If you say: "Ihr könnt laufen oder ihr könnt nicht laufen." (You can walk or you cannot walk.), the verb will go the ending of the sentence. But this is just a rule of thumb. The sentence "Ihr könnt laufen oder (ihr könnt) nicht (laufen)" is elliptical and, therefore, there is no verb that could be put at the ending.
Yes, it is wrong. You are posing a question and the exercise is not. The exercise is making a statement that you have two options: walking or not walking. The person making the statement doesn't care which option is chosen.
Sort of. But I think you might want to say: You can run, nicht wahr? Again, context and/or tone of voice needed.
"Ihr könnt" is present tense, indicative mood, whereas "Ihr könnte" (as well as ich, er, sie) is present conditional. Also, we often say in English "could" when we mean "can" or "may." This German sentence is made more difficult to translate since we English speakers do not have a plural, familiar, second person. Try these in your favorite translator to see the differences. Hope this helps.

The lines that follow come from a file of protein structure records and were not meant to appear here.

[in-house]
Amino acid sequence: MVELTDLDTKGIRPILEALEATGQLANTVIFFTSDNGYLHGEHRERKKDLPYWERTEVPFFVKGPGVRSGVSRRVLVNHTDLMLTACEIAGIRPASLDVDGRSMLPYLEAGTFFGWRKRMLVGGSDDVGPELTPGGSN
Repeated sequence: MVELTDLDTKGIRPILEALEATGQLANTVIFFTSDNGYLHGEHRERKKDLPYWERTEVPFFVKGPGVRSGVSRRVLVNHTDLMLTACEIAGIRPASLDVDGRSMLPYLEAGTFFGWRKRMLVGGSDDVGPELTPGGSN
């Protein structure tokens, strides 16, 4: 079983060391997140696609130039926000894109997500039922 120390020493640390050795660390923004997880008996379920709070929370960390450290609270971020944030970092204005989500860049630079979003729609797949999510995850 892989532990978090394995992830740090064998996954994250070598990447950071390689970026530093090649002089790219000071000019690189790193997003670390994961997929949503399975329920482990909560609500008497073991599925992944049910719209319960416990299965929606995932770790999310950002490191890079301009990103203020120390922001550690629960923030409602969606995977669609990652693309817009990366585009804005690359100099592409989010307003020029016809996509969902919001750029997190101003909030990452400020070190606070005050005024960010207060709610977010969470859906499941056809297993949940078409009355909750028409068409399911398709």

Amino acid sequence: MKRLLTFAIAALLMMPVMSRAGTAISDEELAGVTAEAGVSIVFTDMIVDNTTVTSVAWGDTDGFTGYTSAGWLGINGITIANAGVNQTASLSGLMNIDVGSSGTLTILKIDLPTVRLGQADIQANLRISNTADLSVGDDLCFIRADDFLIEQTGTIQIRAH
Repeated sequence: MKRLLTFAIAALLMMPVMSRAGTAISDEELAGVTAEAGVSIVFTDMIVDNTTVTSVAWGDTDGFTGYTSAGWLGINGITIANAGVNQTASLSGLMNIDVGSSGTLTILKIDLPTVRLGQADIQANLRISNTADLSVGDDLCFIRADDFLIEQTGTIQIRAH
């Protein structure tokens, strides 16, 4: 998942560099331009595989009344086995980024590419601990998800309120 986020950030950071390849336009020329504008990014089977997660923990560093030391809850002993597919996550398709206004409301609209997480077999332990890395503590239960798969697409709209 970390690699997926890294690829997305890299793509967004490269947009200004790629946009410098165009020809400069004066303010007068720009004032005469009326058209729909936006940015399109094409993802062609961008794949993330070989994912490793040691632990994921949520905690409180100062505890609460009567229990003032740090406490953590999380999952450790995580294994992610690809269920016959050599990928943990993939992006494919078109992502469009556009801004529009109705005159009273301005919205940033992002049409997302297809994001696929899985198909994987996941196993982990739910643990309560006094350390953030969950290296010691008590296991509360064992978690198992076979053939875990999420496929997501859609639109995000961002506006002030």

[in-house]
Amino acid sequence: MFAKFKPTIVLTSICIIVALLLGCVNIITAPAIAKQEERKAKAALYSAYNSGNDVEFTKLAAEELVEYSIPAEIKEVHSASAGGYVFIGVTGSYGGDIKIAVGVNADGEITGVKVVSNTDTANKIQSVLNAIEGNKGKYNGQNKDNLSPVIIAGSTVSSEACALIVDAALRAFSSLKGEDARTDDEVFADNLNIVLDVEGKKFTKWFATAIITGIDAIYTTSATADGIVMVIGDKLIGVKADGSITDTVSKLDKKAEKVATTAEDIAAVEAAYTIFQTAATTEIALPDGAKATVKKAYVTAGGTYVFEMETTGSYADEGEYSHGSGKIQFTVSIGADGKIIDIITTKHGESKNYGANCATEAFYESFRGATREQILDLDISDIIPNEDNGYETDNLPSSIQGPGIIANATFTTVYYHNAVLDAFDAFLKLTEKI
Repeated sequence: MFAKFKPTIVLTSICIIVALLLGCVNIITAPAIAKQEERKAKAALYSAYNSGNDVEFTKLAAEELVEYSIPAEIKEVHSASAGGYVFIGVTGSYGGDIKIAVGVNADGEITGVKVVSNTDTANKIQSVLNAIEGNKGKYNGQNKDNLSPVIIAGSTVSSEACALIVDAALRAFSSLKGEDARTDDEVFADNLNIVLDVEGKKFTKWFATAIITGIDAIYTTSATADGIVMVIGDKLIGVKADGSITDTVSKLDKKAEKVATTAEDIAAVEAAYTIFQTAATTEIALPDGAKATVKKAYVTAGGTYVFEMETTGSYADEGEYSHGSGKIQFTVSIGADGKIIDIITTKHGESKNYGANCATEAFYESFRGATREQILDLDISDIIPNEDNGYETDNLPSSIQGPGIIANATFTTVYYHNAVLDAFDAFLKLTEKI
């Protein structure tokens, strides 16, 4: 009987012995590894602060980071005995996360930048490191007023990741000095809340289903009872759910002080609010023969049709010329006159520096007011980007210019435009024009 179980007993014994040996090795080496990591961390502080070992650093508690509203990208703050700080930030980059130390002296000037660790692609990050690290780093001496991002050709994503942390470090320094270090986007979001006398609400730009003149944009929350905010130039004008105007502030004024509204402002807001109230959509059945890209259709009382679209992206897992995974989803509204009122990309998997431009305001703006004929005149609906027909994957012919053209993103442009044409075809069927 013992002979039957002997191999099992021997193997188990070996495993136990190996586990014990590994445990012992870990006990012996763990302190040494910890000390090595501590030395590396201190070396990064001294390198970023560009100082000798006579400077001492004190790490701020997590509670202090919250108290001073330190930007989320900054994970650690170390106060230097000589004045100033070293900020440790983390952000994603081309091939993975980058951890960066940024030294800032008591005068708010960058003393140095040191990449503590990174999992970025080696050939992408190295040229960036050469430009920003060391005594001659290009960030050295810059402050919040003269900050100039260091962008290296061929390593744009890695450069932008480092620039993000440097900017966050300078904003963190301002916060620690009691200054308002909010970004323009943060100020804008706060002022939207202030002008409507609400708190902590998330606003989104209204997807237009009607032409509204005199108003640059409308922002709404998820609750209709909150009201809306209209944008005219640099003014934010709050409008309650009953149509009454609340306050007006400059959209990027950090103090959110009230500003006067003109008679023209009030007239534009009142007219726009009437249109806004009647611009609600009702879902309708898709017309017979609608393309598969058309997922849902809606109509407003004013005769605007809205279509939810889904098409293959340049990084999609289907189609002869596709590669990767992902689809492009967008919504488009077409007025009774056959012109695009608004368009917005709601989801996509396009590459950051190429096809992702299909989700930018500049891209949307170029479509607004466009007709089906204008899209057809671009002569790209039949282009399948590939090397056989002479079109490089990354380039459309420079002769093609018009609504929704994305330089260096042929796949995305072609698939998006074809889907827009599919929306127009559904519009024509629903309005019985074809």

I responded "you can run or not", which was marked incorrect. Why in this sentence does laufen = walk, but doesn't = run?
"You can run or not" is one of the accepted alternatives for a translation exercise.
Perhaps you had a listening exercise instead? Or you made some other mistake?
It's hard to tell because we can't see exactly what you did. A link to an uploaded screenshot may be helpful.
"Ihr" is second person familiar plural. "Du" is second person familiar singular.
ihr can't be "she" (as the subject of a verb).
It can be "her", as the indirect object, e.g. Ich gebe ihr ein Buch "I give her a book".
So you have to check whether ihr is the subject (= you, plural informal), the indirect object (= [to] her), or a possessive determiner in front of a noun (= her, their, your, e.g. ihr Buch "her book, their book" or Ihr Buch "your book").
Why is laufen 'walk' in this case. Doesn't laufen mean run and gehen mean go/walk?